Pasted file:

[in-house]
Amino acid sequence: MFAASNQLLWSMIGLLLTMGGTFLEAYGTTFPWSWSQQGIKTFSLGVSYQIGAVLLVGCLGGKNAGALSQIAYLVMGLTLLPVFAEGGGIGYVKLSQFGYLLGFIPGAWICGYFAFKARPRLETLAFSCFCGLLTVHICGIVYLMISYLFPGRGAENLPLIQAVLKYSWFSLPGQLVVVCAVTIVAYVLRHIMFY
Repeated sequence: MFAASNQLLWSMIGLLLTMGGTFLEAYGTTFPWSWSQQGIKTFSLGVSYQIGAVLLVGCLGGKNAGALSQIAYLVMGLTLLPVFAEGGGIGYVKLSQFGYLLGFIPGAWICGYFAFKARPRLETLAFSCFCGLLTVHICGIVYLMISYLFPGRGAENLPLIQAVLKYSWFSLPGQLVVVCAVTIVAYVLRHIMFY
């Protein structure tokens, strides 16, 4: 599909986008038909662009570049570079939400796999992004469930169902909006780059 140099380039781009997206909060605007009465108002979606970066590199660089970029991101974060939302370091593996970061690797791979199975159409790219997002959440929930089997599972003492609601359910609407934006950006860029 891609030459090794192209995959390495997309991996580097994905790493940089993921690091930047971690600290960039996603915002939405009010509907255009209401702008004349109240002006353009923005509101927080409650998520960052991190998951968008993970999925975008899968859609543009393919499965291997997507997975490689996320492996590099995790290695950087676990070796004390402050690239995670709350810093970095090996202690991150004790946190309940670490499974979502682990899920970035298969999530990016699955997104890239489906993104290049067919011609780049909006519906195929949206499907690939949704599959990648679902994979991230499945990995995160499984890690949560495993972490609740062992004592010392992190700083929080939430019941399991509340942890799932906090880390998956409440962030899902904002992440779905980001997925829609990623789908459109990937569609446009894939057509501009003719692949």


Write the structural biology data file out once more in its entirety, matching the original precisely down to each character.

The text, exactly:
[in-house]
Amino acid sequence: MFAASNQLLWSMIGLLLTMGGTFLEAYGTTFPWSWSQQGIKTFSLGVSYQIGAVLLVGCLGGKNAGALSQIAYLVMGLTLLPVFAEGGGIGYVKLSQFGYLLGFIPGAWICGYFAFKARPRLETLAFSCFCGLLTVHICGIVYLMISYLFPGRGAENLPLIQAVLKYSWFSLPGQLVVVCAVTIVAYVLRHIMFY
Repeated sequence: MFAASNQLLWSMIGLLLTMGGTFLEAYGTTFPWSWSQQGIKTFSLGVSYQIGAVLLVGCLGGKNAGALSQIAYLVMGLTLLPVFAEGGGIGYVKLSQFGYLLGFIPGAWICGYFAFKARPRLETLAFSCFCGLLTVHICGIVYLMISYLFPGRGAENLPLIQAVLKYSWFSLPGQLVVVCAVTIVAYVLRHIMFY
């Protein structure tokens, strides 16, 4: 599909986008038909662009570049570079939400796999992004469930169902909006780059 140099380039781009997206909060605007009465108002979606970066590199660089970029991101974060939302370091593996970061690797791979199975159409790219997002959440929930089997599972003492609601359910609407934006950006860029 891609030459090794192209995959390495997309991996580097994905790493940089993921690091930047971690600290960039996603915002939405009010509907255009209401702008004349109240002006353009923005509101927080409650998520960052991190998951968008993970999925975008899968859609543009393919499965291997997507997975490689996320492996590099995790290695950087676990070796004390402050690239995670709350810093970095090996202690991150004790946190309940670490499974979502682990899920970035298969999530990016699955997104890239489906993104290049067919011609780049909006519906195929949206499907690939949704599959990648679902994979991230499945990995995160499984890690949560495993972490609740062992004592010392992190700083929080939430019941399991509340942890799932906090880390998956409440962030899902904002992440779905980001997925829609990623789908459109990937569609446009894939057509501009003719692949």